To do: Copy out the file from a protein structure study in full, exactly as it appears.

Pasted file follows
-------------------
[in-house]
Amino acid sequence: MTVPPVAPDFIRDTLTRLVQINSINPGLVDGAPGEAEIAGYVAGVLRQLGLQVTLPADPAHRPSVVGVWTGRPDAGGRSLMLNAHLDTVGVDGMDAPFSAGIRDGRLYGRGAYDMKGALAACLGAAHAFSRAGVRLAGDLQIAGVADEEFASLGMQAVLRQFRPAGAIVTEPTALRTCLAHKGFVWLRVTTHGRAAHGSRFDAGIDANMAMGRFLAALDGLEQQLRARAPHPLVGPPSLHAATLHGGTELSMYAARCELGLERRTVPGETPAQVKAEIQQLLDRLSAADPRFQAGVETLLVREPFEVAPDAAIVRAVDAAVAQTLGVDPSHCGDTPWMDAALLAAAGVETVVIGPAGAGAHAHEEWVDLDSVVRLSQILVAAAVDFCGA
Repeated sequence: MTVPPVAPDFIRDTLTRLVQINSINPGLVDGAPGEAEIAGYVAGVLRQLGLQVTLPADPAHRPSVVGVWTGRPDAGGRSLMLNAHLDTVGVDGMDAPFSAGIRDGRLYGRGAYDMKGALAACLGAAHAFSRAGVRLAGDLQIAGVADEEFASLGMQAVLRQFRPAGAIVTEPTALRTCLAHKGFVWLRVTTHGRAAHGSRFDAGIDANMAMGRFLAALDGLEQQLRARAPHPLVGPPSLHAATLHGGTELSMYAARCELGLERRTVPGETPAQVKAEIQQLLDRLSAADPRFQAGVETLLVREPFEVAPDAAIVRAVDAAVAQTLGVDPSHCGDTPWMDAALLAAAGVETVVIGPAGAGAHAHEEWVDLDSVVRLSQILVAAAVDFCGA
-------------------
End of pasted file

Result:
[in-house]
Amino acid sequence: MTVPPVAPDFIRDTLTRLVQINSINPGLVDGAPGEAEIAGYVAGVLRQLGLQVTLPADPAHRPSVVGVWTGRPDAGGRSLMLNAHLDTVGVDGMDAPFSAGIRDGRLYGRGAYDMKGALAACLGAAHAFSRAGVRLAGDLQIAGVADEEFASLGMQAVLRQFRPAGAIVTEPTALRTCLAHKGFVWLRVTTHGRAAHGSRFDAGIDANMAMGRFLAALDGLEQQLRARAPHPLVGPPSLHAATLHGGTELSMYAARCELGLERRTVPGETPAQVKAEIQQLLDRLSAADPRFQAGVETLLVREPFEVAPDAAIVRAVDAAVAQTLGVDPSHCGDTPWMDAALLAAAGVETVVIGPAGAGAHAHEEWVDLDSVVRLSQILVAAAVDFCGA
Repeated sequence: MTVPPVAPDFIRDTLTRLVQINSINPGLVDGAPGEAEIAGYVAGVLRQLGLQVTLPADPAHRPSVVGVWTGRPDAGGRSLMLNAHLDTVGVDGMDAPFSAGIRDGRLYGRGAYDMKGALAACLGAAHAFSRAGVRLAGDLQIAGVADEEFASLGMQAVLRQFRPAGAIVTEPTALRTCLAHKGFVWLRVTTHGRAAHGSRFDAGIDANMAMGRFLAALDGLEQQLRARAPHPLVGPPSLHAATLHGGTELSMYAARCELGLERRTVPGETPAQVKAEIQQLLDRLSAADPRFQAGVETLLVREPFEVAPDAAIVRAVDAAVAQTLGVDPSHCGDTPWMDAALLAAAGVETVVIGPAGAGAHAHEEWVDLDSVVRLSQILVAAAVDFCGA